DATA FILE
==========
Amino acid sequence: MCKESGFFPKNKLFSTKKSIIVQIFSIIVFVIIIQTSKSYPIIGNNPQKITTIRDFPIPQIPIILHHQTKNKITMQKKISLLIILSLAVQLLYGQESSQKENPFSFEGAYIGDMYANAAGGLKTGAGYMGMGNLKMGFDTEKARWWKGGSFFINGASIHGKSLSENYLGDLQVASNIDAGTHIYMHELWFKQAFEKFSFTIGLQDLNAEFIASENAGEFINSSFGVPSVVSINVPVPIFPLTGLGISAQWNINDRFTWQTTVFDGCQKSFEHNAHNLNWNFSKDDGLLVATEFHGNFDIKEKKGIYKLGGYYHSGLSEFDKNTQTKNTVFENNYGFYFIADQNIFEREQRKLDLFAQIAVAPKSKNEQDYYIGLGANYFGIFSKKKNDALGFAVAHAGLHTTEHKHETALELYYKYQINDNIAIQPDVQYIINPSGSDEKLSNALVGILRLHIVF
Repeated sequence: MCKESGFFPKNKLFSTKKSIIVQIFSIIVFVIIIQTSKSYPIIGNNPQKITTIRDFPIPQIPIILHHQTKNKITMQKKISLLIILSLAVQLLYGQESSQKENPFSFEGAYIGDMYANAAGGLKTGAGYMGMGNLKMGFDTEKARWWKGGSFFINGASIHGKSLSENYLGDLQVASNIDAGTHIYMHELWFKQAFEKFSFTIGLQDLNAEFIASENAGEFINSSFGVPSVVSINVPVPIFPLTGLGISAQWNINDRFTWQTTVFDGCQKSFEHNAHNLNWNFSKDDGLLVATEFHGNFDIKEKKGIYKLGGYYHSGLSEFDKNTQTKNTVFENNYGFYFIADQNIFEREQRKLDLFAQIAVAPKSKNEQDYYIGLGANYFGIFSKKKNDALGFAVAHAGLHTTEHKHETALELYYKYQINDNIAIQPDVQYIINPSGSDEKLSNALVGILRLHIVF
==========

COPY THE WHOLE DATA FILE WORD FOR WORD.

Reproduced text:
Amino acid sequence: MCKESGFFPKNKLFSTKKSIIVQIFSIIVFVIIIQTSKSYPIIGNNPQKITTIRDFPIPQIPIILHHQTKNKITMQKKISLLIILSLAVQLLYGQESSQKENPFSFEGAYIGDMYANAAGGLKTGAGYMGMGNLKMGFDTEKARWWKGGSFFINGASIHGKSLSENYLGDLQVASNIDAGTHIYMHELWFKQAFEKFSFTIGLQDLNAEFIASENAGEFINSSFGVPSVVSINVPVPIFPLTGLGISAQWNINDRFTWQTTVFDGCQKSFEHNAHNLNWNFSKDDGLLVATEFHGNFDIKEKKGIYKLGGYYHSGLSEFDKNTQTKNTVFENNYGFYFIADQNIFEREQRKLDLFAQIAVAPKSKNEQDYYIGLGANYFGIFSKKKNDALGFAVAHAGLHTTEHKHETALELYYKYQINDNIAIQPDVQYIINPSGSDEKLSNALVGILRLHIVF
Repeated sequence: MCKESGFFPKNKLFSTKKSIIVQIFSIIVFVIIIQTSKSYPIIGNNPQKITTIRDFPIPQIPIILHHQTKNKITMQKKISLLIILSLAVQLLYGQESSQKENPFSFEGAYIGDMYANAAGGLKTGAGYMGMGNLKMGFDTEKARWWKGGSFFINGASIHGKSLSENYLGDLQVASNIDAGTHIYMHELWFKQAFEKFSFTIGLQDLNAEFIASENAGEFINSSFGVPSVVSINVPVPIFPLTGLGISAQWNINDRFTWQTTVFDGCQKSFEHNAHNLNWNFSKDDGLLVATEFHGNFDIKEKKGIYKLGGYYHSGLSEFDKNTQTKNTVFENNYGFYFIADQNIFEREQRKLDLFAQIAVAPKSKNEQDYYIGLGANYFGIFSKKKNDALGFAVAHAGLHTTEHKHETALELYYKYQINDNIAIQPDVQYIINPSGSDEKLSNALVGILRLHIVF